Ahem. Let’s just pretend that it’s about 4 days ago, shall we?! What with traveling and trying to get through a monster of a book about Lyme Disease, I went for light reads last month.
Just Above a Whisper (book 2 Tucker Mills Trilogy) by Lori Wick – Indentured servant, Reese Thackery’s life gets another hit when the owner of her contract dies and the bank becomes the holder of her fate. The bank owner’s son, Connor Kingsley, comes to investigate and soon releases her from service. He then hires her to keep house for him, but Reese can’t decide how she feels about him. Can both put aside the hurt of the past and learn to trust again?
~Honestly, I think these two characters are some of my favorites of Wick’s. Reese’s attitude throughout her trials is how I would sincerely like to be! If I could move to the small town of Tucker Mills, I would do it in a heartbeat. And I always forget that this is smack dab in the middle of a trilogy, but it certainly works as a stand alone! There is nothing in this novel that I don’t like! An absolute favorite.
An Assembly Such as This bk 1 by Pamela Aidan – Darcy can’t believe the company he’s forced to keep when he follows his friend, Charles Bingley to Hertfordshire to check out an estate for sale. As he spends his days fending off Miss Bingley’s attentions and supervising Bingley, he finds himself falling for Elizabeth Bennett, quite unwillingly. When an old nemesis unexpectedly shows up in the form of George Wickham, Darcy is left dealing with old emotions, and growing concern about Elizabeth’s friendship with him.
~I found this novel while browsing a used bookstore years ago and am SO very glad I took a chance on it and grabbed it! To finally find a well-written novel from Darcy’s perspective (of Pride and Prejudice) is like a literary dream come true. I enjoy the characters that Aidan creates in Darcy’s world. His butler, Fletcher, is one of my favorites. If you’re a fan of Jane Austen, you simply MUst read this book! IF you’re a fan of the Regency Era, you must read it!!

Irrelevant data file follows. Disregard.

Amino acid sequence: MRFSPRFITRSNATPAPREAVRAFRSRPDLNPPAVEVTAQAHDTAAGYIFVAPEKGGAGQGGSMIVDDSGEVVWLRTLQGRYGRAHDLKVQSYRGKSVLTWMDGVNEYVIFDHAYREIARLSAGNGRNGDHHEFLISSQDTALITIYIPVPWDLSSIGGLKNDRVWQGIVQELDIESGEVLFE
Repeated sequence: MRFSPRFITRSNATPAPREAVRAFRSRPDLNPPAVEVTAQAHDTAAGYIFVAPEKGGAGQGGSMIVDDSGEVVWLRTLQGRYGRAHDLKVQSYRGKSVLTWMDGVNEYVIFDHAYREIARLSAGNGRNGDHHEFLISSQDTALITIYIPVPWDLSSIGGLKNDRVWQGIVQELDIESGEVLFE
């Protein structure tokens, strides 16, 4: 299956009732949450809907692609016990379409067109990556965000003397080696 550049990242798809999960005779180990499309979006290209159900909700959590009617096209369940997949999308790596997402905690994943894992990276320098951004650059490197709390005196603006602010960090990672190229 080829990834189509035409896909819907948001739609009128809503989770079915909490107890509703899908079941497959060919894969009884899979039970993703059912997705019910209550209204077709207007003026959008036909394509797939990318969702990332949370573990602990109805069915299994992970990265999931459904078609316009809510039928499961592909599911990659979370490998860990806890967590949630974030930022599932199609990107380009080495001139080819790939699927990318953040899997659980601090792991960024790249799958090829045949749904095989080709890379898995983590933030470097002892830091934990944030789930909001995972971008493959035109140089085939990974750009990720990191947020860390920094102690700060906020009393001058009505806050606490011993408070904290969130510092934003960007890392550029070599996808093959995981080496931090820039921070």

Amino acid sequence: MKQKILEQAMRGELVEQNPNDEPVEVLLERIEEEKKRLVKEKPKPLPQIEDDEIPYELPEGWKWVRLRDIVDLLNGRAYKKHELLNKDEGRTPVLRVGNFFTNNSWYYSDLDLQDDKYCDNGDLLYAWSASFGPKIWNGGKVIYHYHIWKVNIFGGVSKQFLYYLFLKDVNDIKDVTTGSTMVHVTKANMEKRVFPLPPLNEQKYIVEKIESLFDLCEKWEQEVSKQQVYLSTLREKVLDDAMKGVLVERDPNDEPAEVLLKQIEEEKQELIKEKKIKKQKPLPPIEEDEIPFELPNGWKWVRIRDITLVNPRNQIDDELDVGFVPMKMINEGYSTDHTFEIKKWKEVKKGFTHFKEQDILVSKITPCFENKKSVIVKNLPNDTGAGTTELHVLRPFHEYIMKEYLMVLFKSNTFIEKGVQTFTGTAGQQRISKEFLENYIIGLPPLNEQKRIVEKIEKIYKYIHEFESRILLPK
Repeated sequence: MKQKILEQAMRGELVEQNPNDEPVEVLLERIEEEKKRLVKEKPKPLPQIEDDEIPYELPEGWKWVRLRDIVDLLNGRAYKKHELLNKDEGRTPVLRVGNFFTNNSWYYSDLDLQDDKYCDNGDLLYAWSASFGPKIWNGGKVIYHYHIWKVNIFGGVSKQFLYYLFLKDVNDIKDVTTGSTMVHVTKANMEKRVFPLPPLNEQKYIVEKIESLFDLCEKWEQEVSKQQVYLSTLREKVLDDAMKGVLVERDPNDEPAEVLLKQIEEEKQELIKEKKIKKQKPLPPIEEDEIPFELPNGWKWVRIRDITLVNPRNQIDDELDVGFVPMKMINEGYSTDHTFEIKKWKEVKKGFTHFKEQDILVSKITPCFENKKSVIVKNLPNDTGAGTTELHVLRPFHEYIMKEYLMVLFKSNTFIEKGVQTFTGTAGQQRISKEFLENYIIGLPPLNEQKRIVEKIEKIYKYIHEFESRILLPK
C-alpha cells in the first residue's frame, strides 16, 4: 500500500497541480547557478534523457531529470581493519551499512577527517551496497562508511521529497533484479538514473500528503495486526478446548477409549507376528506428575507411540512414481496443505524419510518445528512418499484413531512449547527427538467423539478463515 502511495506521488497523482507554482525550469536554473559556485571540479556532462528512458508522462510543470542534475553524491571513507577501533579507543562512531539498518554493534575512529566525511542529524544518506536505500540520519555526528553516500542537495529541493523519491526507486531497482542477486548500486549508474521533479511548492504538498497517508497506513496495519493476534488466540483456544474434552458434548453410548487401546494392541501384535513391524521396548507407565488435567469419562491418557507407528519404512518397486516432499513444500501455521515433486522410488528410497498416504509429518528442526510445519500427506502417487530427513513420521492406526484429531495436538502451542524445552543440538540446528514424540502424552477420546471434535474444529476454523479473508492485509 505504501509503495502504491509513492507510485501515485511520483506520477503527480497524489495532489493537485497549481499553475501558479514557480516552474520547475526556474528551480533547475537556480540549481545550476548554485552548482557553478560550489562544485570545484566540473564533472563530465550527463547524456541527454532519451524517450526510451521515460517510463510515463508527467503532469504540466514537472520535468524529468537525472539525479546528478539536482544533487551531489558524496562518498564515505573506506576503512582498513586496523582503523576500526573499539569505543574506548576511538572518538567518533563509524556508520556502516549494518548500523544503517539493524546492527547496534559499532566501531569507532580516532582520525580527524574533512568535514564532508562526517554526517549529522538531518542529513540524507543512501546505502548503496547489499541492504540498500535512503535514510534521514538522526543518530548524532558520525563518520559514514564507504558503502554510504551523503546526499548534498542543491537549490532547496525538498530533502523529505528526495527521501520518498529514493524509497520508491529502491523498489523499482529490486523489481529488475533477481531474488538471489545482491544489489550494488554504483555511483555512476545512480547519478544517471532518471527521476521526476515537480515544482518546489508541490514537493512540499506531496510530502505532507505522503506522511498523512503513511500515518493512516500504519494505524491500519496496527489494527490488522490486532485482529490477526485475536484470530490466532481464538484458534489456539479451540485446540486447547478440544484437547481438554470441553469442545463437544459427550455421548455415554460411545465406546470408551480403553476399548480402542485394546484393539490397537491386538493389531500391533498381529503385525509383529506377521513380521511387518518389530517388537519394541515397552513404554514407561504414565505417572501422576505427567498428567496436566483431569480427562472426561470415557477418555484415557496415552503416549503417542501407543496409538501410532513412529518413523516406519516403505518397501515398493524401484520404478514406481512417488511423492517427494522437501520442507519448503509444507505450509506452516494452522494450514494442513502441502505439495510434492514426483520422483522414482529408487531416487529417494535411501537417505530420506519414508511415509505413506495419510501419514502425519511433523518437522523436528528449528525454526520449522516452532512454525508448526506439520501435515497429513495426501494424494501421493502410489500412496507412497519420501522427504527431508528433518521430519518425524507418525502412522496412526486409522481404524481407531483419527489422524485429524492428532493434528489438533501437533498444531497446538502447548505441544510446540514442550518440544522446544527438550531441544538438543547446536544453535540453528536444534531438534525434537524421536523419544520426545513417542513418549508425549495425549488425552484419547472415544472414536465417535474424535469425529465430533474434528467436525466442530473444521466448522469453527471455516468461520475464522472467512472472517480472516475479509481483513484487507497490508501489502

The Hero and the Crown by Robin Mckinley – With rumors of her mother being a witch from the North, Aerin has never been accepted as rightful heir of Damar’s king. It’s said in whispers that her mother entrapped her father into marrying her, and then died of despair after having a daughter instead of a son. And so, Aerin grew up as a bit of an uncomfortable oddity, not able to hide completely but not able to properly claim her place in court. No one knows the truth of her destiny, that she is to become the wielder of the Blue Sword.
~ This is another novel that I took a risk on in a bookshop, one in Cannon Beach Or! I’ve read it once before and enjoyed it just as much this second time. Aerin’s journey is exciting as she goes from awkward reminder to hero. And we all love a female hero who wonders at the calm in her voice and how she instinctively knows what to do.
Come back for a review on Ralph Moody’s Little Britches series!
I never did finish the Trim Healthy Mama book or Captivating…. They just fell by the wayside with everything going on. You’ll see I’m still reading Why Can’t I get Better? , it’s a good book about Lyme disease and chronic pain but it’s so in-depth and also written for doctors that i’m getting bogged down by it all. I’m starting to think of returning it to the library early and finding another book about Lyme that maybe isn’t so hard to get through.
Why Can’t I get Better? by Richard Horowitz, M.D.
The Fields of Home by Ralph Moody
Duty and Desire bk 2 by Pamela Aidan
Mary Emma and Company by Ralph Moody (bk 6)
Jane Eyre by Charlotte Bronte
The rest of the Tucker Mills Trilogy by Lori Wick
While covering different genres, I do not read anything that has blatant sexual content. I will tell you if there is any sort of such (typically very mild and delicately put) in them and if I don’t think they’d be appropriate for young/teenage readers.